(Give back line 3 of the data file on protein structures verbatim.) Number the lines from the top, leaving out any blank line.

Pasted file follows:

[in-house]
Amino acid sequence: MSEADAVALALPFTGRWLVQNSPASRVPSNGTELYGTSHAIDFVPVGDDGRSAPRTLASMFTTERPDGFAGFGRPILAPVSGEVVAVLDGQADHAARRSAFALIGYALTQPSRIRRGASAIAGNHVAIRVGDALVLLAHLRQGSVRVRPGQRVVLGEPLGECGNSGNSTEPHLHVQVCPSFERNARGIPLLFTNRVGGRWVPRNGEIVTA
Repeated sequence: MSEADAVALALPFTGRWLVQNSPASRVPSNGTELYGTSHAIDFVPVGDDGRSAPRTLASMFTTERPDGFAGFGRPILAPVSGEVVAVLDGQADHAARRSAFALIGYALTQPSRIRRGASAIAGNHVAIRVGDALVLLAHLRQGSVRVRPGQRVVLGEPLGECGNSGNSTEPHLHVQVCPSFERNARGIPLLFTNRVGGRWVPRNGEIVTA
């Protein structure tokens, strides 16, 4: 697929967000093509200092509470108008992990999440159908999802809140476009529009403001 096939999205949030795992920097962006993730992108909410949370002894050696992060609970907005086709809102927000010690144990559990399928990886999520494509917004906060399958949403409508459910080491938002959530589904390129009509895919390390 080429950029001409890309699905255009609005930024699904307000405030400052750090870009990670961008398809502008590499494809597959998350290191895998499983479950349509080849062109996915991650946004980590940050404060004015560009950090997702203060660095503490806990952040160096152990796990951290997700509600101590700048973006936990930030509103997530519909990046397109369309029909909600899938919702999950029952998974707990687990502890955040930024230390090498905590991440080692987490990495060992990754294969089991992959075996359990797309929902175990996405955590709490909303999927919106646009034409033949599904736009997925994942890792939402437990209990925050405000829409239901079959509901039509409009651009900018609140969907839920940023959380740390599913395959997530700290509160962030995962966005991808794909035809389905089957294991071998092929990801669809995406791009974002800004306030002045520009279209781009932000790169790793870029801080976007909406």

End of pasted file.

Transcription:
Repeated sequence: MSEADAVALALPFTGRWLVQNSPASRVPSNGTELYGTSHAIDFVPVGDDGRSAPRTLASMFTTERPDGFAGFGRPILAPVSGEVVAVLDGQADHAARRSAFALIGYALTQPSRIRRGASAIAGNHVAIRVGDALVLLAHLRQGSVRVRPGQRVVLGEPLGECGNSGNSTEPHLHVQVCPSFERNARGIPLLFTNRVGGRWVPRNGEIVTA